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Marco Killingsworth NBA Draft Scouting Report
by:
March 3, 2006
Strengths
The wide-bodied and skilled big man is a load to handle in the post at the NCAA level.

Killingsworth’s physical attributes land mostly in the “weaknesses” section of this scouting report, but he does have excellent strength and a very strong base that he uses extremely well to accomplish what he does at the college level.

Offensively, Killingsworth is a man amongst boys in the NCAA. He establishes good, deep position on the block, and has extremely soft hands to make tough catches, as well as terrific footwork and a very soft touch around the basket. When he gets the ball in position to go to work with his back to the basket, he usually gets the job done for his team, to the tune of 17 points a game on 55% shooting. Killingsworth is left-handed which makes him very tough to contain when he has his man pinned around the hoop. He gets very low to the ground, showing great balance, and uses his rock-solid trunk to create space for himself, being able to spin to either shoulder and finish with a wide array of moves and with either hand off the glass, particularly with a beautiful jump-hook or sky-hook shot. He’s smooth, confident, smart, very patient, fundamentally sound and always knows exactly where he is in the post.

In terms of rebounding, Killingsworth gets the job done reasonably well mainly because of his ability to box-out his man effectively and make tough catches thanks to his terrific hands. He is a tough player who is not afraid to stick his nose in and make the extra effort to come away with a rebound.

Killingsworth is generally a smart player who appears to know his limitations, showing a solid understanding of the game and knowing how to maximize his ability at the collegiate level. He displays nice skills passing out of the post to find the open man when he’s committed to playing a team game.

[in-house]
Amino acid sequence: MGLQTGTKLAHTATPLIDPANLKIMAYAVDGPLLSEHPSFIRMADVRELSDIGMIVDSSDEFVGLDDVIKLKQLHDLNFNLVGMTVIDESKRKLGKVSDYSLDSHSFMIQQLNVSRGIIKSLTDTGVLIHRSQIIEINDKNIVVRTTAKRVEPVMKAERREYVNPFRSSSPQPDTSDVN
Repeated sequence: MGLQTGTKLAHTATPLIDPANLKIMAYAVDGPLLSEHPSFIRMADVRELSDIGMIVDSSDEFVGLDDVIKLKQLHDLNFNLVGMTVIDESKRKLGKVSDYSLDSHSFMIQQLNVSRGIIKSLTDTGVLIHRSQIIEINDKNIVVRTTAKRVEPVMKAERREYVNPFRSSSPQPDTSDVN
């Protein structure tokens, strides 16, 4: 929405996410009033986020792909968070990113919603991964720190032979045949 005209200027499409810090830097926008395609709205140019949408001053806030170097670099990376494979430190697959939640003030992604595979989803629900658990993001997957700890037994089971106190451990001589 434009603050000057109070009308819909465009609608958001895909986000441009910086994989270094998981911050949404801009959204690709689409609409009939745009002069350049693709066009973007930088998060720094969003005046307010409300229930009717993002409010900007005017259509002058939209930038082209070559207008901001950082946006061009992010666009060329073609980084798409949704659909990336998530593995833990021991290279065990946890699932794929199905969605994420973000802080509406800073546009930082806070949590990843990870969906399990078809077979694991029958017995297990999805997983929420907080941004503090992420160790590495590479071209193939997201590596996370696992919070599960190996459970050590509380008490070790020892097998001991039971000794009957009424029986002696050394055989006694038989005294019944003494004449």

Weaknesses
Killingsworth’s weaknesses revolve almost exclusively around his very average physical attributes and the role he plays he in college.

Listed at 6-7 at Auburn at age 22 and 6-8, 270 pounds at Indiana at age 24, Killingsworth’s height is less than ideal for the NBA power forward position. He does not have great athleticism or a huge wingspan to make up for that either. It’s not rare to see him get his shot blocked when going up against bigger or more athletic post defenders even in college, for example in the UConn game.

Killingsworth is just an average athlete at the college level, which means he’d be below average in the NBA. He plays under the rim for the most part and does not have very good footspeed, quickness or leaping ability to help make the transition from college center to NBA power forward. His conditioning level has been a concern at times for Indiana this year as well, as he struggles with fatigue late in games with the 28 minutes he averages this year.

While he has the height of a small forward, his skill-set and role at Indiana leave no doubt that his most comfortable position would be center. Killingsworth’s perimeter game is not a strong point of his, even though he sometimes tries to prove otherwise, only hitting 4 of his 18 attempts from behind the arc this season, and being a very average free throw shooter. His ball-handling skills are rudimentary as well.

Defensively is where Killingsworth would likely struggle the most, as he has trouble defending even his natural center position one on one at the collegiate level and does not have the lateral quickness to keep up with almost anyone on the perimeter. His extremely wide frame does not help much in this area.